Descriptors must have a conditional test and it is an error if they don't. The default test, as used by MW or logP, is a numerical one, but the parsing of the text, and what the test does is defined in each descriptor's code (a virtual function in the OBDescriptor class). Three examples of this are described here.
1. String descriptors
babel filterset.sdf -osmi --filter "title='Ethanol'"
The descriptor, title, when followed by a string, here enclosed by single quotes, does a case-sensitive string comparison. ('ethanol' wouldn't match anything in the example file.) The comparison does not have to be just equality:
babel filterset.sdf -osmi --filter "title>='D'"
converts molecules with titles Dimethyl Ether and Ethanol in the example file.
It is not always necessary to use the single quotes when the meaning is unambiguous: the two examples above work without them. But a numerical, rather than a string, comparison is made if both operands can be converted to numbers. This can be useful:
babel filterset.sdf -osmi --filter "title<129"
will convert the molecules with titles 56 123 and 126, which is probably what you wanted.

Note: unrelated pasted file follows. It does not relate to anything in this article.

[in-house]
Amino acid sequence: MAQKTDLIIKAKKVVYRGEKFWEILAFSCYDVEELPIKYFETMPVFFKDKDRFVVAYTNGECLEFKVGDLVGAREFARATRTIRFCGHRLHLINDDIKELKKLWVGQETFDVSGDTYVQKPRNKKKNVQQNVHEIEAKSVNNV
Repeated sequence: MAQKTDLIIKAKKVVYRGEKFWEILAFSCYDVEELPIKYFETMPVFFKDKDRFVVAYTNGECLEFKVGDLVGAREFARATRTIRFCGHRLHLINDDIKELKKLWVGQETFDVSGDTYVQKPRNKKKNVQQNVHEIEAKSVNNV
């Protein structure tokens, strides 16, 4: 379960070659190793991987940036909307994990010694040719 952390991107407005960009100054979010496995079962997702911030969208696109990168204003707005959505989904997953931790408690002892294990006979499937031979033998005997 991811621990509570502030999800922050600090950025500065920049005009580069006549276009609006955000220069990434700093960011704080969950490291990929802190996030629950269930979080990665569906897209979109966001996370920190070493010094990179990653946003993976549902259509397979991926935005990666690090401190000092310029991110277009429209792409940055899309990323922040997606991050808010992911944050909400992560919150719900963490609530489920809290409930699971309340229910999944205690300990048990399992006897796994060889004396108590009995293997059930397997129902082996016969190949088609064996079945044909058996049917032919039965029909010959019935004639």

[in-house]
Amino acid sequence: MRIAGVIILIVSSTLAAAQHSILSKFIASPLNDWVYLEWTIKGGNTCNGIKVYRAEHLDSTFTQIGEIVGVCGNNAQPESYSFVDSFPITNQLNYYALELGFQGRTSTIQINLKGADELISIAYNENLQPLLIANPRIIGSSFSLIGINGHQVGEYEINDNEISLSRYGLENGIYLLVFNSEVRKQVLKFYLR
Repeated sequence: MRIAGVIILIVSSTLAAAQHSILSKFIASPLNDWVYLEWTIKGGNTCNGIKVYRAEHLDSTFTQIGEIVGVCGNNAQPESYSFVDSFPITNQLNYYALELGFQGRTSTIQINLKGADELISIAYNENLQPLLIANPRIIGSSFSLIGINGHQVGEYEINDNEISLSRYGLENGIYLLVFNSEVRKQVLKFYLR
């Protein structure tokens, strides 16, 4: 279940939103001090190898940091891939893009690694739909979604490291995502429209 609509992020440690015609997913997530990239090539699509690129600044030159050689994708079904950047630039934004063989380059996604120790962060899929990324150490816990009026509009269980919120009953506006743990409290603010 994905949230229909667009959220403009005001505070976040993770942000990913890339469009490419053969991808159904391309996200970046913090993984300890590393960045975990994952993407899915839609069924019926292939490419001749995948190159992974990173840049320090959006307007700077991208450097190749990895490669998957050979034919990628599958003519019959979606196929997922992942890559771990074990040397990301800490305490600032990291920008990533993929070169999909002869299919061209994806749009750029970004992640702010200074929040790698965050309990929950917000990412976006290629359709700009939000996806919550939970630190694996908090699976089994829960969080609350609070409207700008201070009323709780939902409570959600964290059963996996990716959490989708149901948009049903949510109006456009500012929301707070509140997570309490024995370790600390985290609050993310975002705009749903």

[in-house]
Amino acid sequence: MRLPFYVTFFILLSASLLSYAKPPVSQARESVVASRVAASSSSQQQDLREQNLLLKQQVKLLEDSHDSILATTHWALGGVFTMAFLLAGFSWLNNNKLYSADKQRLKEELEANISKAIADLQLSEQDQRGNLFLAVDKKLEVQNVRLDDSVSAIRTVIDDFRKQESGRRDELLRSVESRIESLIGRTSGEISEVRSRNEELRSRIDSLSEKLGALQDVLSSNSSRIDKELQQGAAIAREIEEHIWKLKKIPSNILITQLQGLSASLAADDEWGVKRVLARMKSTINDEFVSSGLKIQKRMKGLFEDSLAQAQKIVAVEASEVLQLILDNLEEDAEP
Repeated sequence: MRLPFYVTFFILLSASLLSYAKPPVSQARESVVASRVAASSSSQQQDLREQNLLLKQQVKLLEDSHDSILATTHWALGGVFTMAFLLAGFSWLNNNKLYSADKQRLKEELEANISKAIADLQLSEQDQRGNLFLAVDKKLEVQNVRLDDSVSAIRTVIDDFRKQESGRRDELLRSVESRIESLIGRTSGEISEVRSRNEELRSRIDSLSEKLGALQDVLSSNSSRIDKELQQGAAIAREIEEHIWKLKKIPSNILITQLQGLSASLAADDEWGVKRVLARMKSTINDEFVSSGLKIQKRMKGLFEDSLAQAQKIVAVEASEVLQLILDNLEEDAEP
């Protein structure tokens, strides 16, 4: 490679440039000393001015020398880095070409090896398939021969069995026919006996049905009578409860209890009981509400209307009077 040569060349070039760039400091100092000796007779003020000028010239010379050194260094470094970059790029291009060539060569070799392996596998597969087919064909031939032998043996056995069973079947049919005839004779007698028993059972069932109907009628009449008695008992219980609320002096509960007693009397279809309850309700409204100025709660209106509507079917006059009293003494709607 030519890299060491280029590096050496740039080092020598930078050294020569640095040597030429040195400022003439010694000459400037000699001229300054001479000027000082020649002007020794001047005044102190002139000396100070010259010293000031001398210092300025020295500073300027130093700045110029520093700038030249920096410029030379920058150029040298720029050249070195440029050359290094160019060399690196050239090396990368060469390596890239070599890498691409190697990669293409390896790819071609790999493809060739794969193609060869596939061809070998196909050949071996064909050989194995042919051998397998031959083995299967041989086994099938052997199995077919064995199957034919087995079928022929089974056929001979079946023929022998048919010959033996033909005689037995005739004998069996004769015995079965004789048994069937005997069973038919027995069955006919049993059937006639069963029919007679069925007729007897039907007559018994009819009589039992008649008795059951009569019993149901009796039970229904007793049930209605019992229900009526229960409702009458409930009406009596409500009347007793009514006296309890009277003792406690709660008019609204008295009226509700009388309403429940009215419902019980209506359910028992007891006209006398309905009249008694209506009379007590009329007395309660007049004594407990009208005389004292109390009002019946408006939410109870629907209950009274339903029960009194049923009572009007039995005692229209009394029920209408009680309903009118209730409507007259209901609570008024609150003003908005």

babel filterset.sdf -osmi --filter "title<'129'"
converts only 123 and 126 because a string comparison is being made.
String comparisons can use * as a wildcard. It can only be used as the first or last character of the string. So --filter "title='*ol' will match molecules with titles 'methanol', 'ethanol' etc. and --filter "title='eth*' will match 'ethanol', 'ethyl acetate', 'ethical solution' etc.
2. SMARTS descriptor
This descriptor will do a SMARTS test (substructure and more) on the molecules. The smarts ID can be abreviated to s and the = is optional. More than one SMARTS test can be done:
babel filterset.sdf -osmi --filter "s='CN' s!='[N+]'"
This provides a more flexible alternative to the existing -s and -v options, since the descriptor versions can be combined with other tests.
3. InChI descriptor
babel filterset.sdf -osmi --filter "inchi='InChI=1/C2H6O/c1-2-3/h3H,2H2,1H3'"
will convert only ethanol. It uses the default parameters for InChI comparison, so there may be some messages from the InChI code. There is quite a lot of flexibility on how the InChI is presented (you can miss out the non-essential bits):
babel filterset.sdf -osmi --filter "inchi='1/C2H6O/c1-2-3/h3H,2H2,1H3'" babel filterset.sdf -osmi --filter "inchi='C2H6O/c1-2-3/h3H,2H2,1H3'" babel filterset.sdf -osmi --filter "inchi=C2H6O/c1-2-3/h3H,2H2,1H3" babel filterset.sdf -osmi --filter "InChI=1/C2H6O/c1-2-3/h3H,2H2,1H3"
all have the same effect.
The comparison of the InChI string is done only as far as the parameter's length. This means that we can take advantage of InChI's layered structure.
babel filterset.sdf -osmi --filter "inchi=C2H6O"
will convert both Ethanol and Dimethyl Ether.